Crucial BX300 480GB SSD Review

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Crucial BX300 480GB feature

Introduction & Closer Look

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In the world of Crucial SSD products, they have basically offered 2 ranges; the BX being the slightly lower positioned affordable upgrade, as opposed to it’s MX sibling. At launch Micron offer the new BX300 series in 120GB, 240GB, and 480GB options and it is the latter we have here today for your viewing pleasure.

Crucial BX300 480GB box

Anyone familiar with the BX range from Crucial will immediately see that the packaging of the drive is identical to its predecessor in almost every way. Having a strong brand identity is a great thing, but I would like to have seen some difference to help distinguish this new range.

Crucial BX300 480GB casing

With the outer packaging being extremely familiar, it is somewhat unsurprising that the drive itself follows this trend, with its silver casing adorned by its blue & white label.

Crucial BX300 480GB label

Only when we flip it over do we get the confirmation of the model and capacity of SSD that we are working with today.

Crucial BX300 480GB board

However, packaging and aesthetics is not really what we are interested in, and it’s what is contained inside that is of real interest. Here we have a half size board, housing eight 3D NAND flash memory ICs (four on each side of the board). Directing this total of 480GB is the Silicon Motion SM2258 4-channel controller, which sits alongside the 512MB DRAM cache buffer on the PCB.

Crucial BX300 480GB interior

Specifications

  • Form Factor: 2.5” 7mm
  • Controller: Silicon Motion SM2258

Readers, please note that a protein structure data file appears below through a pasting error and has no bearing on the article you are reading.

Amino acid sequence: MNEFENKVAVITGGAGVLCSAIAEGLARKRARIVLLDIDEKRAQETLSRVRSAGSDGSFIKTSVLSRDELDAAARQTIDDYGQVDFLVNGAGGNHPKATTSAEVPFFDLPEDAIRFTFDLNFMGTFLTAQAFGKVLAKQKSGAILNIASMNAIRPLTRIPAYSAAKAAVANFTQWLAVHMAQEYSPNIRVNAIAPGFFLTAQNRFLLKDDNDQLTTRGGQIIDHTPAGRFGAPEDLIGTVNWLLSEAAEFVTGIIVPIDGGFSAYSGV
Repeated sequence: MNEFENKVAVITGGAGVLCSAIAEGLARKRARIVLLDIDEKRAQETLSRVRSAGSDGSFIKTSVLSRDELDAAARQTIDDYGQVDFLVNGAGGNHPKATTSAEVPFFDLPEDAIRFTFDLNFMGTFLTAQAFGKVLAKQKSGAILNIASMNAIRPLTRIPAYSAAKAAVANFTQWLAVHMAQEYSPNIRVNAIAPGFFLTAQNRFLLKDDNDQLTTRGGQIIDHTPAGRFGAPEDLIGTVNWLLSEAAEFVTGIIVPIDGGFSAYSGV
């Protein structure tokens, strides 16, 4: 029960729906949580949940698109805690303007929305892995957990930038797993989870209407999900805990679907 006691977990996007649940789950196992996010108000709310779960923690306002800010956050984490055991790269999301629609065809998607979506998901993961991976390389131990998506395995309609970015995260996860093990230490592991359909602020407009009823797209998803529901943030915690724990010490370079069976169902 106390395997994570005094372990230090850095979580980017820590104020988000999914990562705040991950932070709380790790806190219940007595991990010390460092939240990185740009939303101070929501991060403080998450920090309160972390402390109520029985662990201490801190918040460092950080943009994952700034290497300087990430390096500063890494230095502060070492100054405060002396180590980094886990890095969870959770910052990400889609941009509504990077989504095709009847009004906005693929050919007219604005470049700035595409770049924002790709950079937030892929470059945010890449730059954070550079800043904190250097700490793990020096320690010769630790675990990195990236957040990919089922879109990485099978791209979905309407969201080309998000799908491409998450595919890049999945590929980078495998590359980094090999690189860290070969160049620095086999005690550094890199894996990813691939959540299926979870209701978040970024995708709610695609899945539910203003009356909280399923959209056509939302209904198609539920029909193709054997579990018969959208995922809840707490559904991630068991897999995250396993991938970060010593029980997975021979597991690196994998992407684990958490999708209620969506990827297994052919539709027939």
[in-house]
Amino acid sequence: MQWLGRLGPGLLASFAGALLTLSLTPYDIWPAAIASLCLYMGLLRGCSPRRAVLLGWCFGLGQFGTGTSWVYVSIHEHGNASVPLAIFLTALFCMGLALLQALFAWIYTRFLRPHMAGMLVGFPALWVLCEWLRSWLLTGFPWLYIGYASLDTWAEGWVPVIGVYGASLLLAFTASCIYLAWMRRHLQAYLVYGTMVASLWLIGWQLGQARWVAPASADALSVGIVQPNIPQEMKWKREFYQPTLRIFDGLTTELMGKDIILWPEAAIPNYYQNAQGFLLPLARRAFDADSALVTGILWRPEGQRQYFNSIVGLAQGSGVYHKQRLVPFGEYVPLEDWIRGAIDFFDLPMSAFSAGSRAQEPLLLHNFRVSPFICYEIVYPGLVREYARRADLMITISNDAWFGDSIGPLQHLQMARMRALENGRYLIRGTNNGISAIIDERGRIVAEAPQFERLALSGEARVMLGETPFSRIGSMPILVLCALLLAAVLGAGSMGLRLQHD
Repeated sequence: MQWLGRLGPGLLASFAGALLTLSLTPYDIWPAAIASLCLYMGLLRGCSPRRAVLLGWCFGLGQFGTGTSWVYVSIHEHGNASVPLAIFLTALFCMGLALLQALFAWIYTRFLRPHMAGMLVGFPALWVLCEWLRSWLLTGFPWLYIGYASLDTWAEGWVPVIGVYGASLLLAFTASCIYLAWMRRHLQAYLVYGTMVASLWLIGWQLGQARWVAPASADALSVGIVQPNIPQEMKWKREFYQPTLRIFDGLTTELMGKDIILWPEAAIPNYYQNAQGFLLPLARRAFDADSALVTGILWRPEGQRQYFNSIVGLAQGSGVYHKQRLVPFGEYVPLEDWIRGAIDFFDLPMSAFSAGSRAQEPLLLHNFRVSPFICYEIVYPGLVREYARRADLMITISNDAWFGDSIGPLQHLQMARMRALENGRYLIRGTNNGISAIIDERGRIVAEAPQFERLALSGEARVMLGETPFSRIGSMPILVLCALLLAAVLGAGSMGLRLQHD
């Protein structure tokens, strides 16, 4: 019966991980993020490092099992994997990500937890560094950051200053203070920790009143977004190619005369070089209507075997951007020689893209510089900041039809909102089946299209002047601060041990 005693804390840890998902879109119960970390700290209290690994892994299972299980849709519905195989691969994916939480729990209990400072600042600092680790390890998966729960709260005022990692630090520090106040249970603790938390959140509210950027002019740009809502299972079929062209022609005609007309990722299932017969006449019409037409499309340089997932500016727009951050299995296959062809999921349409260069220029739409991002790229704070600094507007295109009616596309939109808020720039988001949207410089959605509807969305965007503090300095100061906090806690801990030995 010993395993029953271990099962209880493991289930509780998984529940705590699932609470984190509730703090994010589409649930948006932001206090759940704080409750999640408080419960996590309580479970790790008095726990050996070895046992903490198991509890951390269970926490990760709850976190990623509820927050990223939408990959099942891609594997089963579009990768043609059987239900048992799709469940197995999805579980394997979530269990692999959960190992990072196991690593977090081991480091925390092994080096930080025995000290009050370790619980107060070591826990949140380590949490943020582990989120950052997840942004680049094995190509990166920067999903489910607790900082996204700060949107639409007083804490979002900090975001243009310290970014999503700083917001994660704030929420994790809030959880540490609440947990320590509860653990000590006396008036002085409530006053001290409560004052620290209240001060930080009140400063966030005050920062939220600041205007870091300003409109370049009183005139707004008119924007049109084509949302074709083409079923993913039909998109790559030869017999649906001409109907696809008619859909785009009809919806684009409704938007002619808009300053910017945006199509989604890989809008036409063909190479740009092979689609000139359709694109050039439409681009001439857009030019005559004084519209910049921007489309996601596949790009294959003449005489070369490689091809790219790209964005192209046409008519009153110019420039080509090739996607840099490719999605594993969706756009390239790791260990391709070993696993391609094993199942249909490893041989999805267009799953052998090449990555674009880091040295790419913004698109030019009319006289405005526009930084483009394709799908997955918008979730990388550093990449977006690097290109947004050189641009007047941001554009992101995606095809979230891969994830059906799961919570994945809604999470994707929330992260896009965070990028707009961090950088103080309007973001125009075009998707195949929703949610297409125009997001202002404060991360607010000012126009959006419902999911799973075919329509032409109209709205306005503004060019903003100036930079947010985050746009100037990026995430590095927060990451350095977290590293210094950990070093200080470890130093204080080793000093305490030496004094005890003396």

• NAND: Micron 256Gbit 32-layer 3D MLC
  • DRAM (DDR3): 512MB
  • SLC Write Cache: 16GB
  • Sequential Read: 555MB/s
  • Sequential Write: 510MB/s
  • 4KB Random Read: 95k IOPS
  • 4KB Random Write: 90k IOPS
  • Write Endurance: 160TB
  • Warranty: 3 years limited

Test Setup & Performance

Test Setup:

Methodology

All benchmarks are done on a fresh install of Windows 10 Professional 64-bit that is fully up-to-date with Windows Updates to ensure that the performance reflects a real-world scenario and not that of a tweaked benchmarking system.

Benchmarks

AS SSD – 4K read and write speeds & sequential read and write speeds

4.75GB Transfer Test – Time taken in seconds to transfer files to the SSD; fastest and quickest drive wins!

Performance

AS SSD

Crucial BX300 480GB as ssd read

Crucial BX300 480GB as ssd write

Crucial BX300 480GB 4K iops read

Crucial BX300 480GB 4K iops write

4.75GB Transfer Test

Crucial BX300 480GB 4.75GB

Conclusion

Performance

The new BX300 not only offers a real step against it’s BX200 predecessor, but more than holds it’s own against everything else in our charts. In our tests we fell just shy of the quoted read/write speeds of 555 and 510 MB/s respectively.

Perhaps the most important test for the average user is our real-world data transfer test, and the BX300 rated a respectable time of under 15 seconds to transfer just shy of 5GB of data.

Design

There is really very little to say here, given that aside from casing colour and choice of sticker design, little more can be achieved with an SSD. Crucial have opted for an identical aesthetic to their previous BX200 design. Does it really matter??? Not really… but I would have liked to have seen something a little bit different to herald this new model.

Value

At the time of the review, the 480GB variant retails a shade over £130 in the UK. At that price you are looking at £0.27 per GB of the usable 480GB capacity, which is on a par (if not better) than anything else on the market today that gives equivalent performance.

Final Thoughts

For anyone today that still relies on a mechanical HDD for their boot drive, then the move to any SSD is an absolute no brainer… in fact any SSD would be a vast improvement. For anyone in the market for a good performing SATA3 SSD, that also delivers good value for money, then I recommend that you consider the new Crucial BX300.

Buy from Crucial: £130.79

Play3r Recommended Award

Huge thanks to Crucial for sending the BX300 480GB SSD in for review

  • Performance
  • Design
  • Value

Summary

Pros:

- Solid performer
- Really good value for money given current market prices
- A good upgrade to its predecessor the BX200

Cons:

- Only available up to 480GB capacity at time of launch

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